Colborne for Kaberle
It wasn’t so long ago that most people were looking at the Boston-Toronto deal for Tomas Kaberle as a complete steal for the Leafs.
Though the Bruins won the Stanley Cup the year they acquired Kaberle, the offensive blueliner never really found his stride with the B’s. From then on, it was all downhill for Kaberle. He was bounced from Boston to Carolina to Montreal, and is now out of the NHL.
The cost of acquiring Kaberle was massive – a first and second round pick, along with a top prospect by the name of Joe Colborne, a former first-round pick.
Fast forward to today. While the Kaberle deal is still decidedly in favor of the Leafs, Colborne has not at all panned out the way Toronto expected.
The 23-year old forward is still young and has plenty of upside, but has failed to crack the Leafs roster so far for extended periods of time. Colborne has scored 6 points in 16 games so far, but a full season has eluded him.
Colborne was especially interesting to Leafs management because of their previous lack of centers. However, since the emergence of Nazem Kadri and the recent acquisition of Dave Bolland, there is no real space for Colborne.
The Leafs are primed to start the season with Tyler Bozak, Kadri, Bolland and Jay McClement as the centers on the big club, and barring injuries, Colborne would have started the season once again in the AHL.
There was speculation that if Colborne did not live up to expectations this year at camp that he would be moved. That speculation seems to have become reality.
Calgary Comes Knocking
The Calgary Flames are in a full rebuild mode, so they can be forgiven for having a few holes in their lineup. However, their trouble at center depth was well-documented even before this season.
Several players were given a chance for the #1 center role, and that question still hasn’t been solved. Alex Tanguay was put there with unspectacular results, and Mike Cammalleri now takes the spot despite playing a large percentage of his career at wing.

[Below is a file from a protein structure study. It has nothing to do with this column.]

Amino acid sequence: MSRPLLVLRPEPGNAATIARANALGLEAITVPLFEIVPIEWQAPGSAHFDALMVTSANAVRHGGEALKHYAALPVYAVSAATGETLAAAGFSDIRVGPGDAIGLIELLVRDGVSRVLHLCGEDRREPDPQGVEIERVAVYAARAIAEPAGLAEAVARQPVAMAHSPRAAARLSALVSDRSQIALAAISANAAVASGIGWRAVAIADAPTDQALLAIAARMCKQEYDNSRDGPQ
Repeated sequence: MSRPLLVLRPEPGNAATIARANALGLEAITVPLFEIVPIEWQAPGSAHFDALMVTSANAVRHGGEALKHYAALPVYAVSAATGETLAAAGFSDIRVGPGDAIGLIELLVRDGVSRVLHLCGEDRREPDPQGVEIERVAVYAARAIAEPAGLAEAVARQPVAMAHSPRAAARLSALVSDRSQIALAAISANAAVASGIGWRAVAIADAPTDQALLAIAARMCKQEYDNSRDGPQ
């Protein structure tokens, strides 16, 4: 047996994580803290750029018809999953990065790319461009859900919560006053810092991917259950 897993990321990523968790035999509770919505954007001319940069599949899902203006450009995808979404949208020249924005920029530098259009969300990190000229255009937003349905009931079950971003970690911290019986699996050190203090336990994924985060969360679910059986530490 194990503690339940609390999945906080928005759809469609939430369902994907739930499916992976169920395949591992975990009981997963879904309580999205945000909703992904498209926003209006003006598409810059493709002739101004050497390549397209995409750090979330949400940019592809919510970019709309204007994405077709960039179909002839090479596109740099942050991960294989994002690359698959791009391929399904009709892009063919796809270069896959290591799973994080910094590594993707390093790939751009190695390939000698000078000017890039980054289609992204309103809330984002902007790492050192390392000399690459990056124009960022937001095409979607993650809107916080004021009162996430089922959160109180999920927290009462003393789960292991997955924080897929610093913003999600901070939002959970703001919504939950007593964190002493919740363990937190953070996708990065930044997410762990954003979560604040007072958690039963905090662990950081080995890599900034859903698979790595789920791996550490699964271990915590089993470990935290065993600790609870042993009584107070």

Past the first line, it gets quite depressing. Recent top pick Sean Monahan will almost definitely make the club and will provide some punch from the second or third line. If all goes well, Monahan could even have taken over the top slot.
Other options include Matt Stajan and Mikael Backlund, but all in all, it doesn’t look good.
People speculated widely about how the Brian Burke/Dave Nonis relationship would work out now that the old dynamic duo were no longer together. Clearly, it was not hard for Burke to put in a call to his old colleague.
The Flames have been making a habit of adding relatively younger players for mid-round draft picks this off-season. This offseason, they have acquired Kris Russell from the Blues for a 5th, and TJ Galiardi from the Sharks for a 4th.
The deal is quite straightforward – Colborne for a 4th round pick.
Clearly, this is not what the Leafs had in mind when they acquired him, but at least they were able to get something out of a player that was clearly no longer in the long term plans. Colborne did not develop quickly enough for a Leafs team that is now primed to compete for a playoff spot, and it seems the team was no longer will to wait.
However, the Flames are more than happy to give Colborne a chance. Calgary will not be in the conversation for contender for a while, and they would gladly take the risk on Colborne to see if he can pan out the way the scouts thought he would when he was drafted.
Leafs fans may have wanted to get more out of Colborne, and perhaps there is some truth to that. However, fans should be glad that Toronto was able to get anything at all for Colborne. Few teams are in a position where they would be interested in a 23-year old who has yet to crack the NHL. Teams currently contending for a Cup would not be interested, nor would rebuilding teams that are already stocked with prospects from their own respective drafts.
When it comes down to it, there was only one team that had just started a rebuild and had more or less forsaken the playoffs this year. And that team is the Calgary Flames.
A low investment from the Flames on a player that has the potential to become a solid 3rd/4th line player. A moderate return for a Leafs team that no longer wanted the player.
A decent trade that both teams can appreciate.